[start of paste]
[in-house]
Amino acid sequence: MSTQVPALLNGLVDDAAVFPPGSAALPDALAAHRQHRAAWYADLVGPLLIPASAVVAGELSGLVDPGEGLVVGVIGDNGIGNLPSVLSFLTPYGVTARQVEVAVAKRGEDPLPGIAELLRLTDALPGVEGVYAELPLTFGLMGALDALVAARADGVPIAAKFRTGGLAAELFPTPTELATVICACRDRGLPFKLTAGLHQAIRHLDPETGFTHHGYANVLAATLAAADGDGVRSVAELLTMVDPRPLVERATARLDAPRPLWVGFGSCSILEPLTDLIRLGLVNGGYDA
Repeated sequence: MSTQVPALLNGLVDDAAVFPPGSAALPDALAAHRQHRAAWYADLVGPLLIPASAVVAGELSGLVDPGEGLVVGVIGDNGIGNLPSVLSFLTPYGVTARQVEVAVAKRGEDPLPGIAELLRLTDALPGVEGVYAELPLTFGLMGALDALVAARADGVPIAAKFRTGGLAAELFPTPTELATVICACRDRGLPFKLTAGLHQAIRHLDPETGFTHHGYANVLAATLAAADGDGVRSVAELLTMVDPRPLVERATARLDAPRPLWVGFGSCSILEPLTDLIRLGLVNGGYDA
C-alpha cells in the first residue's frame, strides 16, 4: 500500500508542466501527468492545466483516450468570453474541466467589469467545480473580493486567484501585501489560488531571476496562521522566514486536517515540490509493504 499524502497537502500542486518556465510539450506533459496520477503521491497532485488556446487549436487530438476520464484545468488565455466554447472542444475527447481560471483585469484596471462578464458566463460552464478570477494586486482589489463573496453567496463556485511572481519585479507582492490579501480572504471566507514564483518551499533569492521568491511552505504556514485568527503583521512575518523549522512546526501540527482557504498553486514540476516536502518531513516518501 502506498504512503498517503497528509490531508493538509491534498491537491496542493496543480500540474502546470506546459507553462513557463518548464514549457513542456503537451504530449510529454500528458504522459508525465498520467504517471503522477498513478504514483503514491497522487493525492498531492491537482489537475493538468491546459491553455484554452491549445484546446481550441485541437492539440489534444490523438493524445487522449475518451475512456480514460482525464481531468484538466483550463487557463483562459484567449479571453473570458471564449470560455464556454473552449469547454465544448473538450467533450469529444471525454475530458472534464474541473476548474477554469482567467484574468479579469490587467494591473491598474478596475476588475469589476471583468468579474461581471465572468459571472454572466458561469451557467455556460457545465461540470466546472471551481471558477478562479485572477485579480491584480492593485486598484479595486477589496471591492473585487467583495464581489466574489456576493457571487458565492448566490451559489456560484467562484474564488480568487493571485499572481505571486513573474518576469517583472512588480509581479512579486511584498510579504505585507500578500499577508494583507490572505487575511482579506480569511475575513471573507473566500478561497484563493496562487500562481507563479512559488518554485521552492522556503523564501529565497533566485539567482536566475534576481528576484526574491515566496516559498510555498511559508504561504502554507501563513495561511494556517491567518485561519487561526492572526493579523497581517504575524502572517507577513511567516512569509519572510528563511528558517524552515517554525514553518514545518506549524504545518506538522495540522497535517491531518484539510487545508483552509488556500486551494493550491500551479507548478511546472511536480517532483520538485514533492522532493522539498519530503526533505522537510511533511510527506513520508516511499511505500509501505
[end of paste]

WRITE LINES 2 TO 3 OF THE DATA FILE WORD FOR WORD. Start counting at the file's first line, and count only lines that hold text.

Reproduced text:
Amino acid sequence: MSTQVPALLNGLVDDAAVFPPGSAALPDALAAHRQHRAAWYADLVGPLLIPASAVVAGELSGLVDPGEGLVVGVIGDNGIGNLPSVLSFLTPYGVTARQVEVAVAKRGEDPLPGIAELLRLTDALPGVEGVYAELPLTFGLMGALDALVAARADGVPIAAKFRTGGLAAELFPTPTELATVICACRDRGLPFKLTAGLHQAIRHLDPETGFTHHGYANVLAATLAAADGDGVRSVAELLTMVDPRPLVERATARLDAPRPLWVGFGSCSILEPLTDLIRLGLVNGGYDA
Repeated sequence: MSTQVPALLNGLVDDAAVFPPGSAALPDALAAHRQHRAAWYADLVGPLLIPASAVVAGELSGLVDPGEGLVVGVIGDNGIGNLPSVLSFLTPYGVTARQVEVAVAKRGEDPLPGIAELLRLTDALPGVEGVYAELPLTFGLMGALDALVAARADGVPIAAKFRTGGLAAELFPTPTELATVICACRDRGLPFKLTAGLHQAIRHLDPETGFTHHGYANVLAATLAAADGDGVRSVAELLTMVDPRPLVERATARLDAPRPLWVGFGSCSILEPLTDLIRLGLVNGGYDA